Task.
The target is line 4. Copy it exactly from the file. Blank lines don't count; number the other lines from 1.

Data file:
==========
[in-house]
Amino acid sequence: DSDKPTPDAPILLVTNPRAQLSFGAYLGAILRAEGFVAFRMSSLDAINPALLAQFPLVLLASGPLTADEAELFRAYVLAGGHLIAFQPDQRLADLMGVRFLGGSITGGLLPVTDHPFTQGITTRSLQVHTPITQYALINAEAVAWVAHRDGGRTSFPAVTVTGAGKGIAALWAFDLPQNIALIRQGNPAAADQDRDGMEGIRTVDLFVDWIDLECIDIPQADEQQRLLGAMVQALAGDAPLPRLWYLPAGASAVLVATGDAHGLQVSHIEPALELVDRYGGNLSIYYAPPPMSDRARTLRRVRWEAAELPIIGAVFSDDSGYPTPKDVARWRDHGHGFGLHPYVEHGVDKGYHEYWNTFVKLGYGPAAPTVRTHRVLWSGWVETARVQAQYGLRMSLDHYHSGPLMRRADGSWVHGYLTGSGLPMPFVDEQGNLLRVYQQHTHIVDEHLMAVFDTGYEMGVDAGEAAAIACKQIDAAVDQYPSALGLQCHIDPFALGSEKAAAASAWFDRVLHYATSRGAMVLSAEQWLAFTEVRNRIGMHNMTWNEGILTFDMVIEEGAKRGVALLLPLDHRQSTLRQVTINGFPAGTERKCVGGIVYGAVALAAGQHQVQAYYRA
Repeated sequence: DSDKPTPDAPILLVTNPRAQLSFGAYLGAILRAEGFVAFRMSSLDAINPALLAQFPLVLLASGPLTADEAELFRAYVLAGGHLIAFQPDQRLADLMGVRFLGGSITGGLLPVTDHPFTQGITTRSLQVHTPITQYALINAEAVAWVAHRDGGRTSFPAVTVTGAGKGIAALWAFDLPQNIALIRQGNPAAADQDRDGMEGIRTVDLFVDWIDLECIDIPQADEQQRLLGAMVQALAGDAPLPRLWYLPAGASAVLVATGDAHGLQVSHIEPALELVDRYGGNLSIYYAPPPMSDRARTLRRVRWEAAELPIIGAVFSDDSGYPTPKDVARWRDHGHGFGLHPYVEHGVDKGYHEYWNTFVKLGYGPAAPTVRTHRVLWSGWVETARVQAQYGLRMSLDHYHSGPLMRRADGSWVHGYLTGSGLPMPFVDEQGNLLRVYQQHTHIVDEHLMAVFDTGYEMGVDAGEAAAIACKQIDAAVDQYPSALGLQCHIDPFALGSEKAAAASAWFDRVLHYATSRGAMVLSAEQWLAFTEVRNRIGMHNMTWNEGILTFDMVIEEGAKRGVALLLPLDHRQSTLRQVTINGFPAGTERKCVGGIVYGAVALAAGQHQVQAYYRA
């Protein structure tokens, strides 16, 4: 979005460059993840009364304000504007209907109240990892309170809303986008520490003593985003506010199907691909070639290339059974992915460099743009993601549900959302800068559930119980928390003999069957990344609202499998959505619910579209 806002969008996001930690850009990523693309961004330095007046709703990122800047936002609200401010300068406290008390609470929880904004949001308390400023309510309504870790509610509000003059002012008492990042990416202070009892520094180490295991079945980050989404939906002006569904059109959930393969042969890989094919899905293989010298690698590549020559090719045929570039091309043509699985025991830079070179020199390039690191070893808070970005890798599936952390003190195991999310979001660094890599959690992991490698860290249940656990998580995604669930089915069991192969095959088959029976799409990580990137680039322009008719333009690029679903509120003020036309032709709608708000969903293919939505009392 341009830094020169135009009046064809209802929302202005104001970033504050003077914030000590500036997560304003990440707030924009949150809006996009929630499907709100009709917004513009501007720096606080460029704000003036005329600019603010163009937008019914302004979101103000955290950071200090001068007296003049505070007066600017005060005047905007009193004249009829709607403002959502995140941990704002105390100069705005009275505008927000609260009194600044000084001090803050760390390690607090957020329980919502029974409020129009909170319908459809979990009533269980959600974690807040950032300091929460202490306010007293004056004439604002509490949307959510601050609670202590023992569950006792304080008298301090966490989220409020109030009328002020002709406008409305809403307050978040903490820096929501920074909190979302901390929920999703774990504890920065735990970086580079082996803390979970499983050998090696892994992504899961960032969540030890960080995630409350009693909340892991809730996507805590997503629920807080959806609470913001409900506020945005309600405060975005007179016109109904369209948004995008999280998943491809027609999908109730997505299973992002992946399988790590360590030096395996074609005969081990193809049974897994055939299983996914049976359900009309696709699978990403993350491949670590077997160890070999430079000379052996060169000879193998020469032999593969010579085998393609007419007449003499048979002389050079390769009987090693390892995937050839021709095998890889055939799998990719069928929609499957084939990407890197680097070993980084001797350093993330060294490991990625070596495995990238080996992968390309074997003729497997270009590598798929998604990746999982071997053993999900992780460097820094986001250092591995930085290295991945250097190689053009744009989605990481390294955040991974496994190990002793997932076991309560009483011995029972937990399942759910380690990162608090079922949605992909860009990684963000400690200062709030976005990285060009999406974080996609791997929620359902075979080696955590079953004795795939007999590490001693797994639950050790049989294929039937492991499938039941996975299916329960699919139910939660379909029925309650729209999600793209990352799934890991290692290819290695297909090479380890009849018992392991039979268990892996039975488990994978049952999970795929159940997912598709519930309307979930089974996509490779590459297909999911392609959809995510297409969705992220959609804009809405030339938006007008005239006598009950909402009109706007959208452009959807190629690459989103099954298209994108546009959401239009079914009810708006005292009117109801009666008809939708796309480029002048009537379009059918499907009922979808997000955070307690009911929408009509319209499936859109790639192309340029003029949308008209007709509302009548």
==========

């Protein structure tokens, strides 16, 4: 979005460059993840009364304000504007209907109240990892309170809303986008520490003593985003506010199907691909070639290339059974992915460099743009993601549900959302800068559930119980928390003999069957990344609202499998959505619910579209 806002969008996001930690850009990523693309961004330095007046709703990122800047936002609200401010300068406290008390609470929880904004949001308390400023309510309504870790509610509000003059002012008492990042990416202070009892520094180490295991079945980050989404939906002006569904059109959930393969042969890989094919899905293989010298690698590549020559090719045929570039091309043509699985025991830079070179020199390039690191070893808070970005890798599936952390003190195991999310979001660094890599959690992991490698860290249940656990998580995604669930089915069991192969095959088959029976799409990580990137680039322009008719333009690029679903509120003020036309032709709608708000969903293919939505009392 341009830094020169135009009046064809209802929302202005104001970033504050003077914030000590500036997560304003990440707030924009949150809006996009929630499907709100009709917004513009501007720096606080460029704000003036005329600019603010163009937008019914302004979101103000955290950071200090001068007296003049505070007066600017005060005047905007009193004249009829709607403002959502995140941990704002105390100069705005009275505008927000609260009194600044000084001090803050760390390690607090957020329980919502029974409020129009909170319908459809979990009533269980959600974690807040950032300091929460202490306010007293004056004439604002509490949307959510601050609670202590023992569950006792304080008298301090966490989220409020109030009328002020002709406008409305809403307050978040903490820096929501920074909190979302901390929920999703774990504890920065735990970086580079082996803390979970499983050998090696892994992504899961960032969540030890960080995630409350009693909340892991809730996507805590997503629920807080959806609470913001409900506020945005309600405060975005007179016109109904369209948004995008999280998943491809027609999908109730997505299973992002992946399988790590360590030096395996074609005969081990193809049974897994055939299983996914049976359900009309696709699978990403993350491949670590077997160890070999430079000379052996060169000879193998020469032999593969010579085998393609007419007449003499048979002389050079390769009987090693390892995937050839021709095998890889055939799998990719069928929609499957084939990407890197680097070993980084001797350093993330060294490991990625070596495995990238080996992968390309074997003729497997270009590598798929998604990746999982071997053993999900992780460097820094986001250092591995930085290295991945250097190689053009744009989605990481390294955040991974496994190990002793997932076991309560009483011995029972937990399942759910380690990162608090079922949605992909860009990684963000400690200062709030976005990285060009999406974080996609791997929620359902075979080696955590079953004795795939007999590490001693797994639950050790049989294929039937492991499938039941996975299916329960699919139910939660379909029925309650729209999600793209990352799934890991290692290819290695297909090479380890009849018992392991039979268990892996039975488990994978049952999970795929159940997912598709519930309307979930089974996509490779590459297909999911392609959809995510297409969705992220959609804009809405030339938006007008005239006598009950909402009109706007959208452009959807190629690459989103099954298209994108546009959401239009079914009810708006005292009117109801009666008809939708796309480029002048009537379009059918499907009922979808997000955070307690009911929408009509319209499936859109790639192309340029003029949308008209007709509302009548």